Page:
SubDAO Treasury System for the Hub

Hyperlink of Google Doc “SubDAO Treasury System for the Hub”


With the passing of Prop 88, the Cosmos Hub increased the community pool tax, from 2% to 10%. With the Hub treasury now making meaningful revenues, it seems prudent to start funding projects and infrastructure, building on the Hub and in the Interchain. With this new revenue, the Hub has found itself in an interesting situation. Currently, any project, development team or infrastructure project has had to request funding from the treasury directly, meaning they have had to spend 14 days, deposit 250 ATOM and make their best attempt to convince the delegators that it is the right move to fund their project. No matter the scope of the project at hand, under the current treasury model, this is the only way to get funding, directly or indirectly from the Hub. This begs the question, is there a more efficient model, to allocate funding throughout the Cosmos?

What should the Hub treasury fund?

  • R&D
  • Open source developer tooling and general infrastructure for the Cosmos Hub and Interchain
  • Projects building on ICS, and potentially other projects building to give more utility to ATOM
  • Services helping to build out the Cosmos Hub and the Interchain

Cosmos Hub Governance Overview

The Hub has one of the most interesting and decentralized governance structures in all of crypto. A delegator/validator gated voting structure, such as the one in the Cosmos Hubs, is a great way to allow the mainstream token holders to contribute to the decentralization of the network. This process ensures that if any change is to be made to the network, it must be approved by the majority of voting power, which equates to the majority of tokens staked.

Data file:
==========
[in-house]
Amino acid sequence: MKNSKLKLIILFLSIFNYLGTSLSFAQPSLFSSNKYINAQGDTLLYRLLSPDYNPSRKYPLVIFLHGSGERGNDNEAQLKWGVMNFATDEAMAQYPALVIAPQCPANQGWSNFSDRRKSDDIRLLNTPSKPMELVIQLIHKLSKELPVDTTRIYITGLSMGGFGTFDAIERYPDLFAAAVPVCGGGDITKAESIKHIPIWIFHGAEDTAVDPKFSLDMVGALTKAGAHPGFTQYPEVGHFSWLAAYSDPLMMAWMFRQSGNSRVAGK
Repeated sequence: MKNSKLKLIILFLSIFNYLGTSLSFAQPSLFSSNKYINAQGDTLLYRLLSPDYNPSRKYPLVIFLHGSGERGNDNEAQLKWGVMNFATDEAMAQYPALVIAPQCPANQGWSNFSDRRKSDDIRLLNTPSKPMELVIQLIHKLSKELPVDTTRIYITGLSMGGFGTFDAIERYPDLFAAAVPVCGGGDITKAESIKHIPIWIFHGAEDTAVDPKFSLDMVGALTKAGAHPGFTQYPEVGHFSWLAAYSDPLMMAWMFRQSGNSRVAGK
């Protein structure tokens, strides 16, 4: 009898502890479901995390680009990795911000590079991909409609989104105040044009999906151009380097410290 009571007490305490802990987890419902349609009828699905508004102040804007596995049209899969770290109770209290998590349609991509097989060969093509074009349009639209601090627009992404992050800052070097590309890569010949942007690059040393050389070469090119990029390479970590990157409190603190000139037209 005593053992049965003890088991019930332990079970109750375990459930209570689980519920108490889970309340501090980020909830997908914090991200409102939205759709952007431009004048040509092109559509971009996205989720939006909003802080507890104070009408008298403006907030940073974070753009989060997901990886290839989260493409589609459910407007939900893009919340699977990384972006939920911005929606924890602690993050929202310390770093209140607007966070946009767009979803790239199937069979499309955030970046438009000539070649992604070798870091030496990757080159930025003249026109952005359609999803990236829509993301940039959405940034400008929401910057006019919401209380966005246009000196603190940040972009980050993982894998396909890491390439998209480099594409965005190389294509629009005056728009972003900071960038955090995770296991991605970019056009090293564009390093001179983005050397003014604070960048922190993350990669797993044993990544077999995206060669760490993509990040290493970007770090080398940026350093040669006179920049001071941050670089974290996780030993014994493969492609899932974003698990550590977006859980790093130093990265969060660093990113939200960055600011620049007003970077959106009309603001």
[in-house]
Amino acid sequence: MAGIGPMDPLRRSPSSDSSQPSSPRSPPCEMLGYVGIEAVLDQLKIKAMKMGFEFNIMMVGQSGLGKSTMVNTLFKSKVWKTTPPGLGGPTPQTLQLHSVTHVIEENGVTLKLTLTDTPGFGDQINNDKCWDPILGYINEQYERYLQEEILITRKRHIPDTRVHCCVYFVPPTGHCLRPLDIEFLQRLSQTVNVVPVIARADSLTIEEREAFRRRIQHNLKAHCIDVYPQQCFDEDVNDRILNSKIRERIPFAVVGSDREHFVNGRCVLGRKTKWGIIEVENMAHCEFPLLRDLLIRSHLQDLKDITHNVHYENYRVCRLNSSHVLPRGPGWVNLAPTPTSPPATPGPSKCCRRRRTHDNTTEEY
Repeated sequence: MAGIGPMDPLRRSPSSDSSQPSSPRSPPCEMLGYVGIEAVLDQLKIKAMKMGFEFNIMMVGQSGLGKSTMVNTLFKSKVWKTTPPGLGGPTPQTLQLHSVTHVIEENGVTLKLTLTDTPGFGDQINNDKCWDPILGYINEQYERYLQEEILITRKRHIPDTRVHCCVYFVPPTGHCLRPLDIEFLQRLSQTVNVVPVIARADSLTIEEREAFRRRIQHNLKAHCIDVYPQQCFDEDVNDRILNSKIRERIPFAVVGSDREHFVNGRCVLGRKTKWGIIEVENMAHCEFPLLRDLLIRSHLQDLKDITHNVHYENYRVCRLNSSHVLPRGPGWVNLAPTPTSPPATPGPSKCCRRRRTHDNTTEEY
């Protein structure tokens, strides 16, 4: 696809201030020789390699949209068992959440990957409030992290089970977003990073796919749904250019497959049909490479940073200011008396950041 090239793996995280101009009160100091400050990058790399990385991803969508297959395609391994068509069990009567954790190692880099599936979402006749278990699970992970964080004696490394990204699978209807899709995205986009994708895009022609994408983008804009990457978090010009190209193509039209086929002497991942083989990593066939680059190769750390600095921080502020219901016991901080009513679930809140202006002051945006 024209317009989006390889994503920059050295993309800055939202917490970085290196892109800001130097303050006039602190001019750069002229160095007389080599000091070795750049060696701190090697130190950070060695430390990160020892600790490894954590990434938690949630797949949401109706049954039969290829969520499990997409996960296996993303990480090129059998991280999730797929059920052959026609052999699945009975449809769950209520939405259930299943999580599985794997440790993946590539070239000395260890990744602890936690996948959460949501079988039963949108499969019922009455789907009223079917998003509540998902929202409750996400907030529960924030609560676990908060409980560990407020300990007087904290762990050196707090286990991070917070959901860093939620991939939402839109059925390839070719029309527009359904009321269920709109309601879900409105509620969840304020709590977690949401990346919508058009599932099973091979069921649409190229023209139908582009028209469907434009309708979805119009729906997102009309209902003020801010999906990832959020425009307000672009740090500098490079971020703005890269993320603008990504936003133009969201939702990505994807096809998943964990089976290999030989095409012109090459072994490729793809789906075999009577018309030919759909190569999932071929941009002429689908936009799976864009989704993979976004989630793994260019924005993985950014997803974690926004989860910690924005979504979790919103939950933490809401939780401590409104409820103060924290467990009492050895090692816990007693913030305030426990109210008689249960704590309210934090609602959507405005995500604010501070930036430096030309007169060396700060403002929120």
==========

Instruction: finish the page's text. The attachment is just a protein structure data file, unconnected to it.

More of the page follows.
The framework of this Governance structure is as follows:

  • Proposer deposits 250 ATOM, to send their proposal on-chain

  • There is a 14 day voting period

  • In order for a proposal to pass governance, the first requirement is that it meets quorum, which means that 40% of the tokens staked, must vote on the proposal. This means that a vote of Yes, No, No with Veto or Abstain must be chosen by 40% of the staked tokens.

  • If a quorum is met, then, the next step for a proposal to pass would be a majority “Yes” vote, meaning over 50% of the staked tokens that voted, chose “Yes”.

  • This Governance model works fantastic in many aspects of Hub Governance. For example, when an upgrade is deemed appropriate, to take the next step towards development of the Cosmos Hub, this must receive a passing vote in governance. Meaning, the majority of the active network agrees that this upgrade is necessary.

Where the model breaks down in treasury Governance: